Education: Lesson Details


During the 1840s reformer Dorothea Dix spoke on behalf of impoverished people with mental disabilities confined in the poorhouses, jails, and asylums of Massachusetts. Dix’s efforts to expose the cruelties of confinement ultimately led to the passage of legislation expanding the state insane asylum in Worcester. She later replicated this lobbying effort in many other states. Dix played a pioneering role in American public life that today is performed by either the lobbyist/advocate or the investigative journalist.

In this lesson, students learn about a shift from local to state control of the care of people with cognitive and psychiatric disabilities in the first half of the nineteenth century. They read about the specific reforms Dix advocated and why she was so active in advocating for people with mental disabilities. They also examine the ways in which Dix’s personal biography intersected with her professional activities and how she came to crusade for “moral treatment,” considered by Dix and her allies a more humane and optimistic approach to treating insanity. Documents include the views of both her enemies and her supporters. Students explore this pioneering effort in disability advocacy as well as the hurdles in achieving permanent improvements in the lives of people with psychiatric and cognitive disabilities.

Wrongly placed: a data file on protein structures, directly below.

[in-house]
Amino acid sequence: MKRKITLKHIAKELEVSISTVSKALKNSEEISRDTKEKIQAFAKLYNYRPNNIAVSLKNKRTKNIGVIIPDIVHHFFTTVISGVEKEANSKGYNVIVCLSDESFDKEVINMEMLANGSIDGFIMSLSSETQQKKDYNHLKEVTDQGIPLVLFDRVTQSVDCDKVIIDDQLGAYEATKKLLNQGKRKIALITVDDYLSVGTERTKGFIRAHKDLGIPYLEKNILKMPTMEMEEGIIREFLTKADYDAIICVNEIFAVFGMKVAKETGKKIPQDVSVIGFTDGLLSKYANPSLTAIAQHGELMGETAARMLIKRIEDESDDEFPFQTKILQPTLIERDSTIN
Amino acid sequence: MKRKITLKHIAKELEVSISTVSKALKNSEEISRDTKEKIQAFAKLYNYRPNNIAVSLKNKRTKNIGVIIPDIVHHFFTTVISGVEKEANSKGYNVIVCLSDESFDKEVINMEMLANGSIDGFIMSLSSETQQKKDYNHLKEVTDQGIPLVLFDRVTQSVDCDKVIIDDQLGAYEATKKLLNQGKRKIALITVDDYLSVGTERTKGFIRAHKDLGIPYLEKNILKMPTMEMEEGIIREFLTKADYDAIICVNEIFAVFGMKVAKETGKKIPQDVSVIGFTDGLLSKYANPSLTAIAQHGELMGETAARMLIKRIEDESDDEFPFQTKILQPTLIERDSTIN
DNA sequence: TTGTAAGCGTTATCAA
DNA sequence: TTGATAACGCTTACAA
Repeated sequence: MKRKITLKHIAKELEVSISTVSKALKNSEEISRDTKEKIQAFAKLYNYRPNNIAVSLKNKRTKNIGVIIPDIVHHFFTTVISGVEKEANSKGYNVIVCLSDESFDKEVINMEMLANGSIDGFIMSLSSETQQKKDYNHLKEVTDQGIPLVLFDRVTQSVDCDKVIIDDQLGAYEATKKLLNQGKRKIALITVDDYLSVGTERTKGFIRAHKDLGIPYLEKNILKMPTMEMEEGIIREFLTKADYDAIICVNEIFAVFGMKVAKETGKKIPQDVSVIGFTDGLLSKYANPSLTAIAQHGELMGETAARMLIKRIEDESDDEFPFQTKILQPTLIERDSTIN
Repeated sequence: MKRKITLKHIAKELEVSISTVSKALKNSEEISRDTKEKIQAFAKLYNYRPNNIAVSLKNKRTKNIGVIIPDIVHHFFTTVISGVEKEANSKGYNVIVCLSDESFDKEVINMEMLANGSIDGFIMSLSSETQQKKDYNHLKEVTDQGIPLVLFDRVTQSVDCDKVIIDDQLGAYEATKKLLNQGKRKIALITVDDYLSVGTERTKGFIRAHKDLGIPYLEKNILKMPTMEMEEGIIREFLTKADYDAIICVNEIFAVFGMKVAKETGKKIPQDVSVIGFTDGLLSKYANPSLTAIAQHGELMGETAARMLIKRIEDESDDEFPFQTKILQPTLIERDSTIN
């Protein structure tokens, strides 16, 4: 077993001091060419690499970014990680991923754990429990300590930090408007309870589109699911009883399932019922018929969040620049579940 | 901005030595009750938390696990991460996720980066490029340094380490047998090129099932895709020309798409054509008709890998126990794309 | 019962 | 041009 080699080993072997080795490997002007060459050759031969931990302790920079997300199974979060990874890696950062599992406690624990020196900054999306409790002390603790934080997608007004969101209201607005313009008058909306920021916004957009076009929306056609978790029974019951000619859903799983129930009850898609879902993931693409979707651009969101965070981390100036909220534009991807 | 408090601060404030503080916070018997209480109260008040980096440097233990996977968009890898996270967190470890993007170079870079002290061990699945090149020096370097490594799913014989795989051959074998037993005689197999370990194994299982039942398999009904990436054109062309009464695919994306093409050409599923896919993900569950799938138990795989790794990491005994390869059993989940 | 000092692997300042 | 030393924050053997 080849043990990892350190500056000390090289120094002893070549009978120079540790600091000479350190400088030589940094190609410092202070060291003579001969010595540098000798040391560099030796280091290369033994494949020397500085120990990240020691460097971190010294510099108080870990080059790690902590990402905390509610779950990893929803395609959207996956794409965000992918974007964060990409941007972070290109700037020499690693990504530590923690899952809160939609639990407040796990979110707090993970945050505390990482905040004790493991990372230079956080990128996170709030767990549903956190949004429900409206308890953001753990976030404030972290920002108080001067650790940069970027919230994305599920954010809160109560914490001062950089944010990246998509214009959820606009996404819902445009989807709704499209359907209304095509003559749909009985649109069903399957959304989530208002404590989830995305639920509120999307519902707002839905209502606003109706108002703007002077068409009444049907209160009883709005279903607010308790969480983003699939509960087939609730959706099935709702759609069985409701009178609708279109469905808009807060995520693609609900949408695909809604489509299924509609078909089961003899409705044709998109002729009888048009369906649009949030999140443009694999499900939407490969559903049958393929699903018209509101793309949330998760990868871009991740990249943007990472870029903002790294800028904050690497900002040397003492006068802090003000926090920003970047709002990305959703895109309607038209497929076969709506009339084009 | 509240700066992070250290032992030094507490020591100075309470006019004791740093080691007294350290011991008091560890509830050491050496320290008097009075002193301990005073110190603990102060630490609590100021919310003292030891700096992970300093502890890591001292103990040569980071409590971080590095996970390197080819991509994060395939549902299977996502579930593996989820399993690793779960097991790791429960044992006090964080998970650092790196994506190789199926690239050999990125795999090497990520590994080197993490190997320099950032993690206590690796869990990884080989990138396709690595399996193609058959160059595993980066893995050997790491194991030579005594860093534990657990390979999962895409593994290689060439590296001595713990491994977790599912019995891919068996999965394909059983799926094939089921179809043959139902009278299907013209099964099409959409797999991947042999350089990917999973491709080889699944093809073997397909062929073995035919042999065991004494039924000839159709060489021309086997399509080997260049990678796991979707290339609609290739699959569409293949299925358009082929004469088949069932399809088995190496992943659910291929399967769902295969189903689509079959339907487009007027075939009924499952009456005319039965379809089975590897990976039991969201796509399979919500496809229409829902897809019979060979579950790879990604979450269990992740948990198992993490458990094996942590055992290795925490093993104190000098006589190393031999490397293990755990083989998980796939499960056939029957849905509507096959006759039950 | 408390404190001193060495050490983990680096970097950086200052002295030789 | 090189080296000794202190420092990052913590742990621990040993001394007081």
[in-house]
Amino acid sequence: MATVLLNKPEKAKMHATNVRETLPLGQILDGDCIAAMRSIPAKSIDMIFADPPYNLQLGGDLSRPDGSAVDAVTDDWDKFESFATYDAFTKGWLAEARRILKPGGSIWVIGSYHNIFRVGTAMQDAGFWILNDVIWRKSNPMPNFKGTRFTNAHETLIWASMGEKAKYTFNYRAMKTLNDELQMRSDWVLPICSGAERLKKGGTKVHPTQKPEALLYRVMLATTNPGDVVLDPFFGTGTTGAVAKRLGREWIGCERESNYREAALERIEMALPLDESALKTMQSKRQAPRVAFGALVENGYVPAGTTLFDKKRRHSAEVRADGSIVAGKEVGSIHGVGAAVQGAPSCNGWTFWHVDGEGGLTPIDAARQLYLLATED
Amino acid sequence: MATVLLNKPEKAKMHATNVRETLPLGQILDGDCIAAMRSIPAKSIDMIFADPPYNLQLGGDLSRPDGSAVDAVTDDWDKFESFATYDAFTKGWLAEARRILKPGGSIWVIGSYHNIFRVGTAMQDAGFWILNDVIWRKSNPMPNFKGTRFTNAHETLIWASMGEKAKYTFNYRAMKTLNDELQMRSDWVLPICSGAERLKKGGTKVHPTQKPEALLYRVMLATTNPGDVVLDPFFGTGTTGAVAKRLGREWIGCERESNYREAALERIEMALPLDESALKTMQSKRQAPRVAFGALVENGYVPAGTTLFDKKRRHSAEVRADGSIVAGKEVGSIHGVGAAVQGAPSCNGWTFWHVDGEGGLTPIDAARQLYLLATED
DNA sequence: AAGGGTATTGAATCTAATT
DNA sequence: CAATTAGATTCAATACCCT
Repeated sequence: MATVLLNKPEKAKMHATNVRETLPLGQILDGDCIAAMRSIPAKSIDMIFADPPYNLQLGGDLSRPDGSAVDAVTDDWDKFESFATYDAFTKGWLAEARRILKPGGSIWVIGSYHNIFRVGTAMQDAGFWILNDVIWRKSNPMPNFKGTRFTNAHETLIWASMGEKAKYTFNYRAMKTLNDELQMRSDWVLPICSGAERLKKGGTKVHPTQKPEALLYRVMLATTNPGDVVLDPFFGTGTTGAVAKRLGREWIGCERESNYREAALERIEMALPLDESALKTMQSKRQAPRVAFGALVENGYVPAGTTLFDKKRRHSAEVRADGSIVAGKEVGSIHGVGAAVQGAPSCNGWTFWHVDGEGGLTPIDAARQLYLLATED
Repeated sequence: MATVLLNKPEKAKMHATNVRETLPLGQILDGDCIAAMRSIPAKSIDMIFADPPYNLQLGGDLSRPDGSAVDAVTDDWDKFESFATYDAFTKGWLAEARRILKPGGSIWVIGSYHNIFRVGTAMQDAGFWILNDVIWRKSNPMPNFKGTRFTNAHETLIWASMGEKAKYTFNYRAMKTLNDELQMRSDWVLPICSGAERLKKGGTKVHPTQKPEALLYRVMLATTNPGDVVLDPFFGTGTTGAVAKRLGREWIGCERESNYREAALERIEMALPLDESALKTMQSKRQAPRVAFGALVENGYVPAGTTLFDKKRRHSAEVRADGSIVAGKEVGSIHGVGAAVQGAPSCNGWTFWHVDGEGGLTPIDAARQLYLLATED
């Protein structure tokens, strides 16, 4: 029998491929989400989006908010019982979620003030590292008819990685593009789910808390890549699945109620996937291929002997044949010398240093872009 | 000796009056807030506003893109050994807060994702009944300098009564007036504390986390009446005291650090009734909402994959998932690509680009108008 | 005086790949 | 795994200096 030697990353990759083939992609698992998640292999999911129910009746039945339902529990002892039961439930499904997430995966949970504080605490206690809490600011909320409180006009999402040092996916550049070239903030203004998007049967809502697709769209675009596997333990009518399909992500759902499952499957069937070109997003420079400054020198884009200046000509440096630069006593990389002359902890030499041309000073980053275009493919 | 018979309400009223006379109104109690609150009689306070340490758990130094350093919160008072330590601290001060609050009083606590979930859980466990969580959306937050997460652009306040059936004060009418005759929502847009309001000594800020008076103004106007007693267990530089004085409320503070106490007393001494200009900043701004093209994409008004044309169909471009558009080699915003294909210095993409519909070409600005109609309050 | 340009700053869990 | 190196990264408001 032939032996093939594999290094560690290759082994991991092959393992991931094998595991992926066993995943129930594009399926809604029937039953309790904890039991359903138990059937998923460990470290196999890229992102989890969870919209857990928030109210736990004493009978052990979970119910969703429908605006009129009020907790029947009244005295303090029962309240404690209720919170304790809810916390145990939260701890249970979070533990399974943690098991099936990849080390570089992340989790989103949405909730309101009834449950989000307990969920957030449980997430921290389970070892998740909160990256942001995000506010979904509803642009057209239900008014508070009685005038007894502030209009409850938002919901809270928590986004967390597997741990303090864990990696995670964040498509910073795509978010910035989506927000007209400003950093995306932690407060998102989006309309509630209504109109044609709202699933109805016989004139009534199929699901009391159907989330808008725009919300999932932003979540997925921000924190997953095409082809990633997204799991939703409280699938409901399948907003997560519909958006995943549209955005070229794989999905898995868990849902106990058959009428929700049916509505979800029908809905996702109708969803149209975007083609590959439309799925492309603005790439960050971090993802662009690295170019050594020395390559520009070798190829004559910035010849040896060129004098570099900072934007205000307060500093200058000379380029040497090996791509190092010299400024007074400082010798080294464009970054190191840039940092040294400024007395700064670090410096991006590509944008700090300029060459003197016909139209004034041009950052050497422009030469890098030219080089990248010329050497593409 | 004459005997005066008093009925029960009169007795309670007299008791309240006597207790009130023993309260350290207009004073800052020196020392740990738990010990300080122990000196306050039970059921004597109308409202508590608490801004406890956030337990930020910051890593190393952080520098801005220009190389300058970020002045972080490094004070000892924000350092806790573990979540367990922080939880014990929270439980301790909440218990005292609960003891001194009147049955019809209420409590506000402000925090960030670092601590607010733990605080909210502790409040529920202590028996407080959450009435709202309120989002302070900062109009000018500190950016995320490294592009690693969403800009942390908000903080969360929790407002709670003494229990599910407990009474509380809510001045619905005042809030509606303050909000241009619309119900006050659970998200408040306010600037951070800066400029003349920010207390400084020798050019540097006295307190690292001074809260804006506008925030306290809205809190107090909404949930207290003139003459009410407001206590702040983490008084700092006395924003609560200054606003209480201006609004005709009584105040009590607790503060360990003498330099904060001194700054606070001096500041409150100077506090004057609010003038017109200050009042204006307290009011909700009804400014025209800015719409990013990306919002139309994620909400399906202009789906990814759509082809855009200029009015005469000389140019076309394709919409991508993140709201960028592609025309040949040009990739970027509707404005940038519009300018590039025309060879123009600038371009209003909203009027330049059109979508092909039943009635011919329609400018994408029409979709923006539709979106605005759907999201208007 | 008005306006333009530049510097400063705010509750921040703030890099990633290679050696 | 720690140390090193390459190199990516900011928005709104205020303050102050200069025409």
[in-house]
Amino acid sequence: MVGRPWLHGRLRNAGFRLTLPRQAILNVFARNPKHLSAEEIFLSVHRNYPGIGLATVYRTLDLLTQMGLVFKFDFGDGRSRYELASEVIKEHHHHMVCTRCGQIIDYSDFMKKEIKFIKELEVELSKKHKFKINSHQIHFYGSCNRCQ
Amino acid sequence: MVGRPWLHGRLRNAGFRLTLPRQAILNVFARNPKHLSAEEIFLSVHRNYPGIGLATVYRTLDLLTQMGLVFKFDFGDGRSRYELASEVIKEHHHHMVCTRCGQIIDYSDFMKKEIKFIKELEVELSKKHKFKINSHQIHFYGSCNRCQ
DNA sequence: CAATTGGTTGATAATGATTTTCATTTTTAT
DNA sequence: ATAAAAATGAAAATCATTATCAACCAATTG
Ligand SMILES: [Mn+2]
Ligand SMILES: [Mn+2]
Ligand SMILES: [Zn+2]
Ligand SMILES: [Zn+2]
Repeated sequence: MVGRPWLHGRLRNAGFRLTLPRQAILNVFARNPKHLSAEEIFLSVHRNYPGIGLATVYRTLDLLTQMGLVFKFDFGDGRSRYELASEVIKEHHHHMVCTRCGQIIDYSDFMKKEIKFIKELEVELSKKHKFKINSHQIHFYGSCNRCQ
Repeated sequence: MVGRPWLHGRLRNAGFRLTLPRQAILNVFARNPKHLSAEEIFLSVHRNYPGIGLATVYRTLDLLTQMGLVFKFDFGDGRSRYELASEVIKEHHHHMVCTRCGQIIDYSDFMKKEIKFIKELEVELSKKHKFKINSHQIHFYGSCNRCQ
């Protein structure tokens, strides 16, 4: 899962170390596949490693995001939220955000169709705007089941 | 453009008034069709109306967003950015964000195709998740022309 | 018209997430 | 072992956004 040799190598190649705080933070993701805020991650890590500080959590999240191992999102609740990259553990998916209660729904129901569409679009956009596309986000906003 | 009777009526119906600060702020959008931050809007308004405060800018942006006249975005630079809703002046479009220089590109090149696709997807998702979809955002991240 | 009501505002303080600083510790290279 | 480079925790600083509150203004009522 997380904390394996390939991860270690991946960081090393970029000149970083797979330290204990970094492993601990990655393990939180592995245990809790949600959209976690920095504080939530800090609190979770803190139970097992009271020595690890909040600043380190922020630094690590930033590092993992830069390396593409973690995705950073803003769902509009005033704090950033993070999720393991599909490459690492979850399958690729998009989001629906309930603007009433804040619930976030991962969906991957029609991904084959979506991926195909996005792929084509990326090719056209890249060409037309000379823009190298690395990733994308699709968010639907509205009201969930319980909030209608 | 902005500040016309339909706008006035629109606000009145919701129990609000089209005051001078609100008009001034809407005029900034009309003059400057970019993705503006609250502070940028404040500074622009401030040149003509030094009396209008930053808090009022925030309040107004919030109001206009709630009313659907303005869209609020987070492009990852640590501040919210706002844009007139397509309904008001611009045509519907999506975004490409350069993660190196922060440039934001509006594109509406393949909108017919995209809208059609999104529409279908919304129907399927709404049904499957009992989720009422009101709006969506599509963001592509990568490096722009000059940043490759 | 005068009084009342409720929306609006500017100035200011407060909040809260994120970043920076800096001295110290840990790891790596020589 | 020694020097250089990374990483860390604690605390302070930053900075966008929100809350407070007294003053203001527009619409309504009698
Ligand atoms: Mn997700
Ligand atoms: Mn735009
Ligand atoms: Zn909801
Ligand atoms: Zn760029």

The lesson raises three themes in disability history -- duties and responsibilities, definitions of disability, and matters of voice. First, Dix’s reforms came at a time when state governments first became interested in the care of people with mental disabilities. Her petitions also fostered an increase in medical authority and novel forms of treatment. Second, Dix and her allies embraced a new definition of disability rooted in natural, as opposed to supernatural, causes. They rejected, for example, the earlier Puritan view of insanity as demonic possession. On the other hand, they still defined the duties of the nondisabled in religious terms. Third, Dix’s own voice dominated her approach to disability advocacy. Hers was not a grassroots movement. It was rather an elite alliance of religious, medical, and political leaders, spearheaded by one very committed woman. Neither the voices of people with disabilities nor those of their families were included. An exploration of her actions, motives, and accomplishments, “Dorothea Dix and Lunacy Reform in Massachusetts” fits well into any class that examines antebellum reform movements.

Questions To Consider

1. In the early nineteenth century, impoverished people with mental disabilities lived in jails and poorhouses. What were the living conditions of these people revealed by Dorothea Dix? What definitions of mental disability contributed to these conditions? And how did Dix challenge these views?

2. What was the relationship between Dix’s personal biography and her vision for changing how impoverished people with mental disabilities lived in Massachusetts?

3. How did people, both allies and opponents, respond to Dix’s investigative reports?

4. What does Dorothea Dix's proposed solutions to the problems she identified say about the world in which she lived?